New Zealand mosque shooting leads to changes in gun laws
May 16, 2019
By Alicia Henrichsen
On a peaceful afternoon in Christchurch, New Zealand, Muslims had been worshiping at their local mosques. As one worshiper was entering Al Noor mosque, he greeted a new face with the words “Hello, brother.” However, his greeting was drastically interrupted with the deafening sound of gunshots.
At 1:40 p.m., Al Noor was targeted for a terrorist attack. Then, at 1:55 p.m., the Linwood Islamic Centre, also in Christchurch, was attacked.
Senior Sema Karabulut, a Muslim American, said she fears for her safety and recognizes the dangers in the wake of the Christchurch shootings.
“Knowing people like me, faithful and humble Muslims are being targeted, this scares me,” Karabulut said.
Religious sanctuaries worldwide have increased security so people of all faiths could worship publicly in peace.
Karabulut said security measures should be enforced but should not interrupt worship.
“[People] go to these sanctuaries to escape their current world to be with God and feel safe, which the New Zealand victims were invaded on,” Karabulut said. “I believe there should not be security on [the grounds of] or in these sanctuaries, but the police should be on their toes and always be alert.”
Senior Paula Agustin said due to recent events, people should take extra precautions.
“I fear for the safety of worshipers, especially since there are many religious people in Lyndhurst. I definitely do not want anyone to be killed while in a religious service,” Agustin said.
This mass shooting was particularly significant because the gunman live-streamed his attack on Facebook.
Agustin said the attack itself was sickening, but to know it was being recorded was even more terrible.
“It makes me feel disgusted. A video of actual citizens being murdered should never be accessible to view on the internet,” Agustin said.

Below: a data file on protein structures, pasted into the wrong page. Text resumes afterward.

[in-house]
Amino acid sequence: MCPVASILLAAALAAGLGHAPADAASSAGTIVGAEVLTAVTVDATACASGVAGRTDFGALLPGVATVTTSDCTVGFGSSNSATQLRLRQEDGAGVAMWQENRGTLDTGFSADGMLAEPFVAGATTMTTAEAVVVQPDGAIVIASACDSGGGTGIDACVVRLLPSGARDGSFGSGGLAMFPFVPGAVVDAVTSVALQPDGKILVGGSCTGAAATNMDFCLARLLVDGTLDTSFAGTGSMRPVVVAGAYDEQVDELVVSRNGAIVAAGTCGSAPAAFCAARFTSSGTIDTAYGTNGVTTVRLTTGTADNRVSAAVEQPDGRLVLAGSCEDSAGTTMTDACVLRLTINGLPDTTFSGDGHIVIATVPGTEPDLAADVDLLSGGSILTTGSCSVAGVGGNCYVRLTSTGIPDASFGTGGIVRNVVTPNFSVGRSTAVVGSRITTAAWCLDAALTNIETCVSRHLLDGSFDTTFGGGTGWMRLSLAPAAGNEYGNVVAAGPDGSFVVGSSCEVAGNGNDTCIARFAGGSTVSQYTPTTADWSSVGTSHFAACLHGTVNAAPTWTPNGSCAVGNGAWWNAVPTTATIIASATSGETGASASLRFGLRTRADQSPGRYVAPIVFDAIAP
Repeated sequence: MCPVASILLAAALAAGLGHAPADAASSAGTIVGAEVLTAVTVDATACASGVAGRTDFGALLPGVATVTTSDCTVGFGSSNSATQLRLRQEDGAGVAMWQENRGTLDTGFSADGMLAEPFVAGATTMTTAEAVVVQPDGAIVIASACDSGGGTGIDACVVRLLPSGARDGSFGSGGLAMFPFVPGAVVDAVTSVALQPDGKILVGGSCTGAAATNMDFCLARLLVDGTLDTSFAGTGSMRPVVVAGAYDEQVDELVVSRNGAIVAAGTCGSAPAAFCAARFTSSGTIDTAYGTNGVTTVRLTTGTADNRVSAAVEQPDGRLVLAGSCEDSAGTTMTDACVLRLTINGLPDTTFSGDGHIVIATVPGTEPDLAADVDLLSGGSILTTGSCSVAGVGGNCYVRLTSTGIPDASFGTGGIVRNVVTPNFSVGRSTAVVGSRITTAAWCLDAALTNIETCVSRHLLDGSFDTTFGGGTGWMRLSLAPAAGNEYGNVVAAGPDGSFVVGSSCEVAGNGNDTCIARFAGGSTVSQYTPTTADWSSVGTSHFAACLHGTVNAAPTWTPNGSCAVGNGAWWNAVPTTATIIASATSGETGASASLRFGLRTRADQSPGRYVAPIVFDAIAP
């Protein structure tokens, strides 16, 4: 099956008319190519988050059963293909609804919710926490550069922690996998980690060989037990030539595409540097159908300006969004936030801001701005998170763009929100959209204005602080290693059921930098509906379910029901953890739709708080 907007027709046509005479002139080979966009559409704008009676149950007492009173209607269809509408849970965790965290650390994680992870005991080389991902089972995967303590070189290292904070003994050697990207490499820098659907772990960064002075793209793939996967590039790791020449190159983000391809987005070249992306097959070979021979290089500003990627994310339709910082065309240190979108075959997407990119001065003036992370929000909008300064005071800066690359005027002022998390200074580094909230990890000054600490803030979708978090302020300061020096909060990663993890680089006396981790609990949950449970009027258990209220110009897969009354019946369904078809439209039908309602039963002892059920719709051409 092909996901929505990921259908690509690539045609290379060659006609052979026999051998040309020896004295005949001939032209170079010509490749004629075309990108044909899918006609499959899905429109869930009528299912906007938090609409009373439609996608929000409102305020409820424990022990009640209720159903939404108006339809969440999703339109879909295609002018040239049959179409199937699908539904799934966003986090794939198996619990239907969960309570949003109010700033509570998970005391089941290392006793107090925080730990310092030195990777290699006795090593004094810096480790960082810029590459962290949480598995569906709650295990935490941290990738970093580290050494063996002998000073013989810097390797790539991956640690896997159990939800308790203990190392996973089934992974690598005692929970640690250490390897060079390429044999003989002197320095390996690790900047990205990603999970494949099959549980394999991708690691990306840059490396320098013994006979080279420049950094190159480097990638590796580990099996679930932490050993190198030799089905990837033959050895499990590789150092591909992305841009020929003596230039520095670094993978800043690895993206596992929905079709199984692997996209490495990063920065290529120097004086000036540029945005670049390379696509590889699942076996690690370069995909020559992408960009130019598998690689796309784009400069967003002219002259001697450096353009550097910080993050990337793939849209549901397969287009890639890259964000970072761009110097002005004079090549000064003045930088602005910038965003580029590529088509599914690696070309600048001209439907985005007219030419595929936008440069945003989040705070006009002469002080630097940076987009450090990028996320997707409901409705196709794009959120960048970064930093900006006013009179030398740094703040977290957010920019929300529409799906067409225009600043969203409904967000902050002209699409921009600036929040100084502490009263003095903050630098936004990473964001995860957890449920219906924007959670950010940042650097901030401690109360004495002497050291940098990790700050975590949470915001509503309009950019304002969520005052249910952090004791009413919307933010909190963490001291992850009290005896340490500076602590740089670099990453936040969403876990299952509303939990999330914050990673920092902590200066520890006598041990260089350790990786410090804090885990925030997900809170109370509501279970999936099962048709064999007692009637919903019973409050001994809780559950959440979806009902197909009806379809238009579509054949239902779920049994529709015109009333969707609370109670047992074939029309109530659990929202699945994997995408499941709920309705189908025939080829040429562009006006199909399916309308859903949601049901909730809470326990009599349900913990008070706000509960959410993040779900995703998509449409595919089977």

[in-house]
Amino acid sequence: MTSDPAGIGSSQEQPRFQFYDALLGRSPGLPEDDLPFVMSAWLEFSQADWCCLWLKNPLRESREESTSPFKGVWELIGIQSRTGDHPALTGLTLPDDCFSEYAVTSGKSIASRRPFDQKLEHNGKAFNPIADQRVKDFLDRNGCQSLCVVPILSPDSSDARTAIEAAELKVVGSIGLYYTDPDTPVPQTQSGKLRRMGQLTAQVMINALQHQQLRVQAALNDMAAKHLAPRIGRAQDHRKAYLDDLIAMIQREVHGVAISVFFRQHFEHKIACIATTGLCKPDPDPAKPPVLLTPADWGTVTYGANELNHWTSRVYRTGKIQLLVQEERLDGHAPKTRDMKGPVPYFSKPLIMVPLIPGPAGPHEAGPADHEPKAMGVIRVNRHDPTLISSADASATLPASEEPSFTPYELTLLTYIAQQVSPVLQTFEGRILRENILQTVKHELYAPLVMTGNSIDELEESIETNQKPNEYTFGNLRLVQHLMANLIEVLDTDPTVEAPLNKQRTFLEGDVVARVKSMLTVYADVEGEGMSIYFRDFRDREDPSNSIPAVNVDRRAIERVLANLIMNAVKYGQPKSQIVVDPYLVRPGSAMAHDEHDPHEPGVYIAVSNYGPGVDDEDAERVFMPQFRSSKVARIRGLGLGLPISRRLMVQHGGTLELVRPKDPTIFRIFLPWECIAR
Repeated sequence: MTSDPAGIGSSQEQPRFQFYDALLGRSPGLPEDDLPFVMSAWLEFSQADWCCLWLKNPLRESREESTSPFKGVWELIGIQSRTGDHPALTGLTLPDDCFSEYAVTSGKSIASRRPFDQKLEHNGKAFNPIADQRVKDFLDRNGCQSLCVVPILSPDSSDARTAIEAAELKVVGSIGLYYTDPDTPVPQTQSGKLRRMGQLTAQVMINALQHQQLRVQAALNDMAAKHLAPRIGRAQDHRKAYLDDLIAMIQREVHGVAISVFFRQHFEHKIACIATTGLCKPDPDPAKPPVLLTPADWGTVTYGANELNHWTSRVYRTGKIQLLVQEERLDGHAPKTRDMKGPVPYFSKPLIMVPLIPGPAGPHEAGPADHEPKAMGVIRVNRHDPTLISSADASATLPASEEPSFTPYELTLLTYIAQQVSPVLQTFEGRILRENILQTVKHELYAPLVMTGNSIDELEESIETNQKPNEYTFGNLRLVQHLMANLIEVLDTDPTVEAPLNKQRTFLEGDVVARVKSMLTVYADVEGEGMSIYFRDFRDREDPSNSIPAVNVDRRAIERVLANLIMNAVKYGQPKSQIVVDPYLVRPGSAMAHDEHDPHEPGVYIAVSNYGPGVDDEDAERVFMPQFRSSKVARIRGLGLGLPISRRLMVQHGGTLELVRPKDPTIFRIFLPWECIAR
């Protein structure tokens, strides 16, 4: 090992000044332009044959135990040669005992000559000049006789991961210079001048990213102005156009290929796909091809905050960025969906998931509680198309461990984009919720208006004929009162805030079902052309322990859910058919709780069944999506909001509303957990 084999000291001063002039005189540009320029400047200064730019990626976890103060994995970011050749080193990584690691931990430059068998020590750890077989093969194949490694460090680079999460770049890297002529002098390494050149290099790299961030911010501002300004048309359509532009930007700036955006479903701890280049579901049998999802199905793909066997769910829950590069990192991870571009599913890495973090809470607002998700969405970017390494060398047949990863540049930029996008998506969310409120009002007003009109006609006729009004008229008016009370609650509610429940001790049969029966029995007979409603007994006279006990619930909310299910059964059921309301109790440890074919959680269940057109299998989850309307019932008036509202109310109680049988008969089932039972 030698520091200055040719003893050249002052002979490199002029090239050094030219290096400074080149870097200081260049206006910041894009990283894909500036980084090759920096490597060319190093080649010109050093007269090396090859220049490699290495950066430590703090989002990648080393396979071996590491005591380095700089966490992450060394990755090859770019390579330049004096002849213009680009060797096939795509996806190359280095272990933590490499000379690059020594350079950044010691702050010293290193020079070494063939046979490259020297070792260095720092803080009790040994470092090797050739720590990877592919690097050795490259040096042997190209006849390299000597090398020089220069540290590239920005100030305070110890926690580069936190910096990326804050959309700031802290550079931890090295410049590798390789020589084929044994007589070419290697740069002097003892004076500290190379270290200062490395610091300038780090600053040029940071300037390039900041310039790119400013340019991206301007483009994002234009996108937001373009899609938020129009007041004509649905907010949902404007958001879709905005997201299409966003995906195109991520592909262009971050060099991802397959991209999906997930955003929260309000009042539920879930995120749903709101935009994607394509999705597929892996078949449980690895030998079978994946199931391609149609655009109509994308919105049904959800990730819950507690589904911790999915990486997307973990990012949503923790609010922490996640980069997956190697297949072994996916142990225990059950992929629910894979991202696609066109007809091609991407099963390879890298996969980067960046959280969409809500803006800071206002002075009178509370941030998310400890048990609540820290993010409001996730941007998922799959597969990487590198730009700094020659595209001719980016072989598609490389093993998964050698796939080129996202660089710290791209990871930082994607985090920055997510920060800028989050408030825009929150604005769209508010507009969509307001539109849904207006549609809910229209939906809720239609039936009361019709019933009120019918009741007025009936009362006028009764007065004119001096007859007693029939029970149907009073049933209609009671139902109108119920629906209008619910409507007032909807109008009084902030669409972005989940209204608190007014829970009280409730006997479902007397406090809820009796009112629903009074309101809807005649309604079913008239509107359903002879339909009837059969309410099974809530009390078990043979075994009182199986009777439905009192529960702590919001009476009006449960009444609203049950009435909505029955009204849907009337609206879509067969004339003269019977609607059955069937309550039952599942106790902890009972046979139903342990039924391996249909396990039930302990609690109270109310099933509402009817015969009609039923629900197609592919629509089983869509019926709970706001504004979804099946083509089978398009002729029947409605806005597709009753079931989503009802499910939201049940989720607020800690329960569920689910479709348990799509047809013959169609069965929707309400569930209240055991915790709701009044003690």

Facebook said it promptly shut down the account, but the 17-minute video spread quickly online.
Junior Ornella Novak said the only way to stop this kind of violence is by limiting access to arms.
“I think there definitely must be stricter gun control,” Novak said. “I know it’s very controversial, but the weapons that are commonly used in these types of shootings are used for one purpose only: to kill humans.”
On March 21, New Zealand Prime Minister Jacinda Ardern imposed temporary restrictions, banning military-style semi-automatic weapons, which were used in the mosque shootings.
On April 10, the restriction was made permanent with the passage of a law that was approved by 119 out of 120 Parliament members. The law bans the types of weapons that were used by Tarrant, which include two semiautomatic weapons, two shotguns and one lever-action firearm. Violators of this law will be sentenced to five years in prison.
Many in the United States are now asking their government to follow New Zealand’s lead.
“[Government officials] need to take a step back and realize how much damage they are doing to our country,” said Novak.